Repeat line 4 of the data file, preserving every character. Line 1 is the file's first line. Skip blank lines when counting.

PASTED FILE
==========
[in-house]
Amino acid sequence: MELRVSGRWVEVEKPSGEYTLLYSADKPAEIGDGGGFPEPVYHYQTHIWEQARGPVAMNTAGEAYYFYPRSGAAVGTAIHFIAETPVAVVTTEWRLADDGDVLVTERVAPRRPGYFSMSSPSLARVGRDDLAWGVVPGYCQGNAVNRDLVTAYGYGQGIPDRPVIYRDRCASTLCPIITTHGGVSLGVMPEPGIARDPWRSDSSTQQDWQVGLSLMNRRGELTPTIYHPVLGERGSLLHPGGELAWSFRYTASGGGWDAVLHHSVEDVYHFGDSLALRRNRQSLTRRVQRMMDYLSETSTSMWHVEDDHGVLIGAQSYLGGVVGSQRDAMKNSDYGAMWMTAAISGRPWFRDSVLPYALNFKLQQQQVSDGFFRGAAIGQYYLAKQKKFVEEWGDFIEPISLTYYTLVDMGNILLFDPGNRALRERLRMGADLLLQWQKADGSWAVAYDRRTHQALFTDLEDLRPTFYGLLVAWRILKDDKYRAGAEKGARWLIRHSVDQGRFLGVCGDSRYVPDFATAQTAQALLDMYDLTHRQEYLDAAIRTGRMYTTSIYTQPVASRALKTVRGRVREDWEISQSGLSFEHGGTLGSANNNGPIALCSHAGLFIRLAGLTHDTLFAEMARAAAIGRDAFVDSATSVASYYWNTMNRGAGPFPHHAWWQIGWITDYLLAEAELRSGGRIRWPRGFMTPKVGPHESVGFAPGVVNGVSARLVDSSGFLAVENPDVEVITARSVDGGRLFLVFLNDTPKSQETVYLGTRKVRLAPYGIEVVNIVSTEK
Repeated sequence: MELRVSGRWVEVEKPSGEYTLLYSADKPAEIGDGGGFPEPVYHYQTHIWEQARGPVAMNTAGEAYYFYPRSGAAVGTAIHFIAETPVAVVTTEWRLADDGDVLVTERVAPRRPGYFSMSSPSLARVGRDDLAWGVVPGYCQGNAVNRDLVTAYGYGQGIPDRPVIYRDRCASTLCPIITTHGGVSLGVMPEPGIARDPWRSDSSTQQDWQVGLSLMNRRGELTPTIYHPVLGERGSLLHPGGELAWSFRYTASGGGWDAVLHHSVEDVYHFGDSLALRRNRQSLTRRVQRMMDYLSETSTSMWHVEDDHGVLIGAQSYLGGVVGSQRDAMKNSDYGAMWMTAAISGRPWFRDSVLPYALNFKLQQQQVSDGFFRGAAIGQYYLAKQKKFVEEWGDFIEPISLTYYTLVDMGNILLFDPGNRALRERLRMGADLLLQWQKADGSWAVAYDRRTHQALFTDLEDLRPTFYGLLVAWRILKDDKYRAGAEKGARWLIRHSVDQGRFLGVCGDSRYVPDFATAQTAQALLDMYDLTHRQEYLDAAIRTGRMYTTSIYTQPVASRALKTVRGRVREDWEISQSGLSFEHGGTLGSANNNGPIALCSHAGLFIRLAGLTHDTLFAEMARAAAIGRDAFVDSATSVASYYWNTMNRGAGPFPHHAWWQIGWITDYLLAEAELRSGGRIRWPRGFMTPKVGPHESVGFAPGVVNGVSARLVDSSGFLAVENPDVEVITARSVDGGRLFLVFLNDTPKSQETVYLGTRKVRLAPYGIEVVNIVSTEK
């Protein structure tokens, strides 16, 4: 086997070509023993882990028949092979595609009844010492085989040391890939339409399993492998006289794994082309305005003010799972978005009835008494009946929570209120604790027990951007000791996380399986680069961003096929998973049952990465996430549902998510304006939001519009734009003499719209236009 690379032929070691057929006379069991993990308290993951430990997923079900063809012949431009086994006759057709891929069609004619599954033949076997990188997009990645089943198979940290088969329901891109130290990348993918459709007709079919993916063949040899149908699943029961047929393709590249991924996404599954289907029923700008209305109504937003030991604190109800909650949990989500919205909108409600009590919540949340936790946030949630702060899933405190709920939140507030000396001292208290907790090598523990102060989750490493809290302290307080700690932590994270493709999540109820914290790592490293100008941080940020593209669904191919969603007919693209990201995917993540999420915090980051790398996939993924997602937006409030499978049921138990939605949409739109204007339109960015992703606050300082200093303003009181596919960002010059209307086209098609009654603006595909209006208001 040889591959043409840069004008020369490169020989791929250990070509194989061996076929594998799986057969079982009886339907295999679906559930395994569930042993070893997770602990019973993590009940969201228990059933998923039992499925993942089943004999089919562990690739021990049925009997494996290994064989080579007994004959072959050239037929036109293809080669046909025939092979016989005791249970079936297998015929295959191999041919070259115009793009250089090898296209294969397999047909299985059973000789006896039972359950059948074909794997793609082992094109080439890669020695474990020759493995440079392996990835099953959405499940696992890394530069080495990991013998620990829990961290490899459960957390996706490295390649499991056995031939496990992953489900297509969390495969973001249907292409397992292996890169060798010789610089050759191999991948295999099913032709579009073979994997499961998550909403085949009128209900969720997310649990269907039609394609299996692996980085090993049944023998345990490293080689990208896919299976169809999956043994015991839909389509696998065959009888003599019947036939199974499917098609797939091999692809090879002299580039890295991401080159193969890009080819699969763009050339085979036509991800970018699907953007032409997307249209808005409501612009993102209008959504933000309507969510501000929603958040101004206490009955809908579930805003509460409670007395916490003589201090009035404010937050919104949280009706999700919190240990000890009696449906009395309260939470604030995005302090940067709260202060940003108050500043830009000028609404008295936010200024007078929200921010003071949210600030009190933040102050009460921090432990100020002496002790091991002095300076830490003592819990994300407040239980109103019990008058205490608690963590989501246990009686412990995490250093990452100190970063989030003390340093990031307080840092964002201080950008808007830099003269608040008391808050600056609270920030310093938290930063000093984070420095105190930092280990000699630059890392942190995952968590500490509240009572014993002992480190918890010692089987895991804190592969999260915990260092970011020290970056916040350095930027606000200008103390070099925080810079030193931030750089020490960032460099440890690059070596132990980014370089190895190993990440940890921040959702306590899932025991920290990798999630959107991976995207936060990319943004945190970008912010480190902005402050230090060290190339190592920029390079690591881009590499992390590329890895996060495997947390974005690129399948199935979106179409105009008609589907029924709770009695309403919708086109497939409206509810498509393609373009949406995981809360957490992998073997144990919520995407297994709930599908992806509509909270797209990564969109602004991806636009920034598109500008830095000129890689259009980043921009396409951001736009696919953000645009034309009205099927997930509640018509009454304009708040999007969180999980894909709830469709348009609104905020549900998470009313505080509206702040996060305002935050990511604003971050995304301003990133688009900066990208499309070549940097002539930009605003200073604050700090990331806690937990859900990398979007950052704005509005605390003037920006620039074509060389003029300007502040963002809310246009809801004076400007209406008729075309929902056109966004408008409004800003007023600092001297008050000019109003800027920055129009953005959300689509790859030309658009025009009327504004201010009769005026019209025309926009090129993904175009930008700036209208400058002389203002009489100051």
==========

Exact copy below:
């Protein structure tokens, strides 16, 4: 086997070509023993882990028949092979595609009844010492085989040391890939339409399993492998006289794994082309305005003010799972978005009835008494009946929570209120604790027990951007000791996380399986680069961003096929998973049952990465996430549902998510304006939001519009734009003499719209236009 690379032929070691057929006379069991993990308290993951430990997923079900063809012949431009086994006759057709891929069609004619599954033949076997990188997009990645089943198979940290088969329901891109130290990348993918459709007709079919993916063949040899149908699943029961047929393709590249991924996404599954289907029923700008209305109504937003030991604190109800909650949990989500919205909108409600009590919540949340936790946030949630702060899933405190709920939140507030000396001292208290907790090598523990102060989750490493809290302290307080700690932590994270493709999540109820914290790592490293100008941080940020593209669904191919969603007919693209990201995917993540999420915090980051790398996939993924997602937006409030499978049921138990939605949409739109204007339109960015992703606050300082200093303003009181596919960002010059209307086209098609009654603006595909209006208001 040889591959043409840069004008020369490169020989791929250990070509194989061996076929594998799986057969079982009886339907295999679906559930395994569930042993070893997770602990019973993590009940969201228990059933998923039992499925993942089943004999089919562990690739021990049925009997494996290994064989080579007994004959072959050239037929036109293809080669046909025939092979016989005791249970079936297998015929295959191999041919070259115009793009250089090898296209294969397999047909299985059973000789006896039972359950059948074909794997793609082992094109080439890669020695474990020759493995440079392996990835099953959405499940696992890394530069080495990991013998620990829990961290490899459960957390996706490295390649499991056995031939496990992953489900297509969390495969973001249907292409397992292996890169060798010789610089050759191999991948295999099913032709579009073979994997499961998550909403085949009128209900969720997310649990269907039609394609299996692996980085090993049944023998345990490293080689990208896919299976169809999956043994015991839909389509696998065959009888003599019947036939199974499917098609797939091999692809090879002299580039890295991401080159193969890009080819699969763009050339085979036509991800970018699907953007032409997307249209808005409501612009993102209008959504933000309507969510501000929603958040101004206490009955809908579930805003509460409670007395916490003589201090009035404010937050919104949280009706999700919190240990000890009696449906009395309260939470604030995005302090940067709260202060940003108050500043830009000028609404008295936010200024007078929200921010003071949210600030009190933040102050009460921090432990100020002496002790091991002095300076830490003592819990994300407040239980109103019990008058205490608690963590989501246990009686412990995490250093990452100190970063989030003390340093990031307080840092964002201080950008808007830099003269608040008391808050600056609270920030310093938290930063000093984070420095105190930092280990000699630059890392942190995952968590500490509240009572014993002992480190918890010692089987895991804190592969999260915990260092970011020290970056916040350095930027606000200008103390070099925080810079030193931030750089020490960032460099440890690059070596132990980014370089190895190993990440940890921040959702306590899932025991920290990798999630959107991976995207936060990319943004945190970008912010480190902005402050230090060290190339190592920029390079690591881009590499992390590329890895996060495997947390974005690129399948199935979106179409105009008609589907029924709770009695309403919708086109497939409206509810498509393609373009949406995981809360957490992998073997144990919520995407297994709930599908992806509509909270797209990564969109602004991806636009920034598109500008830095000129890689259009980043921009396409951001736009696919953000645009034309009205099927997930509640018509009454304009708040999007969180999980894909709830469709348009609104905020549900998470009313505080509206702040996060305002935050990511604003971050995304301003990133688009900066990208499309070549940097002539930009605003200073604050700090990331806690937990859900990398979007950052704005509005605390003037920006620039074509060389003029300007502040963002809310246009809801004076400007209406008729075309929902056109966004408008409004800003007023600092001297008050000019109003800027920055129009953005959300689509790859030309658009025009009327504004201010009769005026019209025309926009090129993904175009930008700036209208400058002389203002009489100051």